Tea Ceremony

By Staff writer
April 14, 2023
Few aspects of Japanese culture are as iconic as a tea ceremony, or sado (茶道). A group of people sitting in a kneeling posture in a tatami room, one person serving and each guest receiving, all done with a precise series of carefully choreographed movements. But what does all of it mean? And where did it come from?
A woman preparing green tea as part of a tea ceremony
Tea was first introduced to Japan in the 8th century, by way of China. Today it is grown throughout much of the southern half of Japan. It was initially drunk as a medicinal beverage, mainly by the nobility and the priesthood, but as cultivation spread it was eventually enjoyed by all social classes. Early tea ceremonies were primarily social entertainment in which participants would show off their expensive cups and utensils, as well as their knowledge about tea.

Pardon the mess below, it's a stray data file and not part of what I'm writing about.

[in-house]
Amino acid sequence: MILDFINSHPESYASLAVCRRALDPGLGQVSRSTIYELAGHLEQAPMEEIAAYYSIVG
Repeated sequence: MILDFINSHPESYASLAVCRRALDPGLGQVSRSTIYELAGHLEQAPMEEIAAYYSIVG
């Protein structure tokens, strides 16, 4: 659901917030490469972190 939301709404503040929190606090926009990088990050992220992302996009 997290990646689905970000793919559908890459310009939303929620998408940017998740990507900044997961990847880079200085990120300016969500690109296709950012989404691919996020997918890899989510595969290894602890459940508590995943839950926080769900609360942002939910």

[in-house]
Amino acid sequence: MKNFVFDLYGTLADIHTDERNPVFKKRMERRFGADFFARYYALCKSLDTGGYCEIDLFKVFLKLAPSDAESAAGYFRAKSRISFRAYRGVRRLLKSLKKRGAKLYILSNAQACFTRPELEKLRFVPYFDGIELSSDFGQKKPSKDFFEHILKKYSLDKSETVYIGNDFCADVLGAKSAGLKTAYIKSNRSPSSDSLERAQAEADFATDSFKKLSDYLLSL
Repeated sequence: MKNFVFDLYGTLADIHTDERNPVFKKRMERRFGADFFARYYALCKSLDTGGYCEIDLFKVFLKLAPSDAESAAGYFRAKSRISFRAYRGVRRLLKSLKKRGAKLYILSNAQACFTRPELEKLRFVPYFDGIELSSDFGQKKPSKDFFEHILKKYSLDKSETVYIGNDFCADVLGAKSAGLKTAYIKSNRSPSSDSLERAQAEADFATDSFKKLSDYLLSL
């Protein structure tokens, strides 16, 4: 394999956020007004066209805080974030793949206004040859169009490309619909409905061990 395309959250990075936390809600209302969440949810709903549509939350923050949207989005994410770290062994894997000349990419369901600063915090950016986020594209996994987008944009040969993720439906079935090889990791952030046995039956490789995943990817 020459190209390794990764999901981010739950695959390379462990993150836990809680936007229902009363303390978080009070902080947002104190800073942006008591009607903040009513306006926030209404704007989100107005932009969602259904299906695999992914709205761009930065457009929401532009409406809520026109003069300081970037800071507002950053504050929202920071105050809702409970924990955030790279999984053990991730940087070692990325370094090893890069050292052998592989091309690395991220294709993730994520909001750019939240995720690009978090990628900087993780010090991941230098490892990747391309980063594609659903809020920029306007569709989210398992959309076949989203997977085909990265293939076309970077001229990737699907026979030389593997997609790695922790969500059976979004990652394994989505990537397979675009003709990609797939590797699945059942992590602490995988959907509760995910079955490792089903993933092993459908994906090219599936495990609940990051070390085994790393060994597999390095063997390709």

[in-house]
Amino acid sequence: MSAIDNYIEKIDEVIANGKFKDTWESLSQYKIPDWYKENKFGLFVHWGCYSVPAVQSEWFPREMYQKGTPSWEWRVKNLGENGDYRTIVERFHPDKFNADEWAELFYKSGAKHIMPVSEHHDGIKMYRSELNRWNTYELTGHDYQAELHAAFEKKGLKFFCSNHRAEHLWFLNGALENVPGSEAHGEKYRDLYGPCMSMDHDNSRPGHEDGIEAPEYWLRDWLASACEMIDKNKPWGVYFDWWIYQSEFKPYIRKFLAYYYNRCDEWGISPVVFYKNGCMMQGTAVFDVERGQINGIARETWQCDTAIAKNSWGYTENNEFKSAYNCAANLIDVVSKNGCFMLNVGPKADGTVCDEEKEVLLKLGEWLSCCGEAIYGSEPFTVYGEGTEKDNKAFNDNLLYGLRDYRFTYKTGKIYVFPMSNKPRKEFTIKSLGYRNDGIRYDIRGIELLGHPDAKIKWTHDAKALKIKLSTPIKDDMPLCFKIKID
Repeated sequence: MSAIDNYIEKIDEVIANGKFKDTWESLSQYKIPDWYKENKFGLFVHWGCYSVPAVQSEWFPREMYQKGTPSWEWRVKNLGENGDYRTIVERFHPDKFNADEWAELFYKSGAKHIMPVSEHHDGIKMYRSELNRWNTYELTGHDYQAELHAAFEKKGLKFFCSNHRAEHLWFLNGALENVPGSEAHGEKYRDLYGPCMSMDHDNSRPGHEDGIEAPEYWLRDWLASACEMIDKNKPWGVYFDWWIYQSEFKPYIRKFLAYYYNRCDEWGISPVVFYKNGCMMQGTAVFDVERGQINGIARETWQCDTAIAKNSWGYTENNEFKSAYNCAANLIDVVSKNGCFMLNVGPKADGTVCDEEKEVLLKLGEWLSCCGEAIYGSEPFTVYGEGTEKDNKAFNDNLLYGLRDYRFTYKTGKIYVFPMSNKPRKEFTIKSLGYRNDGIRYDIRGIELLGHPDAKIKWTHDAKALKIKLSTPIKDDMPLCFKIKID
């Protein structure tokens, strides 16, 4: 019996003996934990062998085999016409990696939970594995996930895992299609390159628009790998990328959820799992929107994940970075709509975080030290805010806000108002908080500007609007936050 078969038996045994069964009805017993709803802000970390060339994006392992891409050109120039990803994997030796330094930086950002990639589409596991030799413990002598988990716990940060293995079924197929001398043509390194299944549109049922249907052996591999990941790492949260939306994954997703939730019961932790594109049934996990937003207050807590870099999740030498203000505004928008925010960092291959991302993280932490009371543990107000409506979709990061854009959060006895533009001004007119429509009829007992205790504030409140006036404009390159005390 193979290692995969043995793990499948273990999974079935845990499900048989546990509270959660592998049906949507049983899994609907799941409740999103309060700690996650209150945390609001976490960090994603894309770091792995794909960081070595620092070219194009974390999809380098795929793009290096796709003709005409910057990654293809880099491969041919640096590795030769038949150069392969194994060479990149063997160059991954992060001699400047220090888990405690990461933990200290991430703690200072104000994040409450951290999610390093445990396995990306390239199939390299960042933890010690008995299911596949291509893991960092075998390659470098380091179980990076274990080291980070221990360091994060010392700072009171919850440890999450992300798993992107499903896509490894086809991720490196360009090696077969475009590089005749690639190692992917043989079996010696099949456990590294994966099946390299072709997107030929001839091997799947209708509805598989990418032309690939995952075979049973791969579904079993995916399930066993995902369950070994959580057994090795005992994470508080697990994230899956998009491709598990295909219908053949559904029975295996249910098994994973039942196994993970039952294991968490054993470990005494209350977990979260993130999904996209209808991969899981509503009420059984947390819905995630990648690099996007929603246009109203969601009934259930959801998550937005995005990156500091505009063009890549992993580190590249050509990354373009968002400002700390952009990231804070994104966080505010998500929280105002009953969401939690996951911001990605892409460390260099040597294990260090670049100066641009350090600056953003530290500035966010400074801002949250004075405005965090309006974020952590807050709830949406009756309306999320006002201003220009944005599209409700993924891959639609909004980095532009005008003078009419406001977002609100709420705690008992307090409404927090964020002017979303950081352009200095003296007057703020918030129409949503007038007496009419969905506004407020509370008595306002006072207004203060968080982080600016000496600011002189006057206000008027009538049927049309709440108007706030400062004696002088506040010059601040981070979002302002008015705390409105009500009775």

By the 15th century, practitioners of Zen Buddhism had begun to adopt tea drinking as a spiritual practice, in which the process of pouring, serving, and consuming the tea were intended to focus one’s understanding. The 16th-century tea master Sen no Rikyu developed and refined the styles of tea ceremony in ways that still carry influence today. The central concept of his approach was “ichi-go ichi-e” (“one time, one meeting”), meaning that each moment in life is unrepeatable, even by the same people gathering in the same place, and therefore must be respected and cherished as a once-in-a-lifetime experience.

A modern formal tea ceremony can last up to four hours, depending on the season and the number of guests. After arriving in the tea room, each guest sits in an assigned place. The host serves the first guest, who must admire the bowl, then after taking a sip, wipe the rim clean before passing it to the next guest, who does the same. The precise order of actions, the placement of each of the utensils, the arrangement of the guests and host, and many other elements will depend on the styles of the particular school of sado.
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